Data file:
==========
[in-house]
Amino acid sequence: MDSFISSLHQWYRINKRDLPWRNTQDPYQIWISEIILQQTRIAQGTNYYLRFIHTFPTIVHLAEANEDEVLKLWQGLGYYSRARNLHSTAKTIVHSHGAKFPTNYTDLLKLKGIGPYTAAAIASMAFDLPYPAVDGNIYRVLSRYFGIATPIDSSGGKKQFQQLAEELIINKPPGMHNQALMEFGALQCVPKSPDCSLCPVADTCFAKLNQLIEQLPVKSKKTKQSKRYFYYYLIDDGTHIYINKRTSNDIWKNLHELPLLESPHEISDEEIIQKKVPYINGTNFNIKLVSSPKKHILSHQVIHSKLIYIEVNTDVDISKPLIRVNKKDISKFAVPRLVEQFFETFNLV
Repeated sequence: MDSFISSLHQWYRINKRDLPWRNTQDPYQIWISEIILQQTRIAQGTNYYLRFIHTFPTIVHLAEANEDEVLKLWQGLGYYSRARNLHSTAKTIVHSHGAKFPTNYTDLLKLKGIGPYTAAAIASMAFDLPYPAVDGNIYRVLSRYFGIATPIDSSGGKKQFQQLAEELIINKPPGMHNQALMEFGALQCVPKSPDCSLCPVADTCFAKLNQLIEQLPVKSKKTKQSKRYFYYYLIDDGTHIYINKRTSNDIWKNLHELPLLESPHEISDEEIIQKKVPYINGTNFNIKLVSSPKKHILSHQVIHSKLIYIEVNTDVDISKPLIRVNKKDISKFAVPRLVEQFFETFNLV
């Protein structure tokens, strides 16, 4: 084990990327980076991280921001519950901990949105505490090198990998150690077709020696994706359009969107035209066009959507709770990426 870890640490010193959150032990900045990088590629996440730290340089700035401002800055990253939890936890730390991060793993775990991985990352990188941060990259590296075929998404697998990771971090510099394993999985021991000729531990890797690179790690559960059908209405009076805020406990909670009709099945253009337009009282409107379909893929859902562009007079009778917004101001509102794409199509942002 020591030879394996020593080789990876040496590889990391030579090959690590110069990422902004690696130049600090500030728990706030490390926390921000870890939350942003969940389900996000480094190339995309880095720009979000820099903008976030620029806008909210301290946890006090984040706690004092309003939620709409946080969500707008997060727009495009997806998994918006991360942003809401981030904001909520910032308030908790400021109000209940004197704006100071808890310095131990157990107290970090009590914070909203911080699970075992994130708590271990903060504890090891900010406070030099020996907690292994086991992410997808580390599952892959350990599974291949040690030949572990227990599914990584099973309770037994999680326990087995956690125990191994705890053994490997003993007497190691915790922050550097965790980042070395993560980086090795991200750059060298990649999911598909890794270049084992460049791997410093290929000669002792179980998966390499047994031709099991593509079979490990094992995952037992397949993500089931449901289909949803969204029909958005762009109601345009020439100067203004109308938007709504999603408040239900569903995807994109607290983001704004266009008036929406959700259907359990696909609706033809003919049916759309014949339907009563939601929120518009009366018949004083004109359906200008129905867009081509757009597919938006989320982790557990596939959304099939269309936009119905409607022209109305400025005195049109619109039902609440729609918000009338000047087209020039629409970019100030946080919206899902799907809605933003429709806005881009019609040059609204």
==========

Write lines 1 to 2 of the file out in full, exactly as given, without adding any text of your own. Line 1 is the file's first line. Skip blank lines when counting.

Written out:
[in-house]
Amino acid sequence: MDSFISSLHQWYRINKRDLPWRNTQDPYQIWISEIILQQTRIAQGTNYYLRFIHTFPTIVHLAEANEDEVLKLWQGLGYYSRARNLHSTAKTIVHSHGAKFPTNYTDLLKLKGIGPYTAAAIASMAFDLPYPAVDGNIYRVLSRYFGIATPIDSSGGKKQFQQLAEELIINKPPGMHNQALMEFGALQCVPKSPDCSLCPVADTCFAKLNQLIEQLPVKSKKTKQSKRYFYYYLIDDGTHIYINKRTSNDIWKNLHELPLLESPHEISDEEIIQKKVPYINGTNFNIKLVSSPKKHILSHQVIHSKLIYIEVNTDVDISKPLIRVNKKDISKFAVPRLVEQFFETFNLV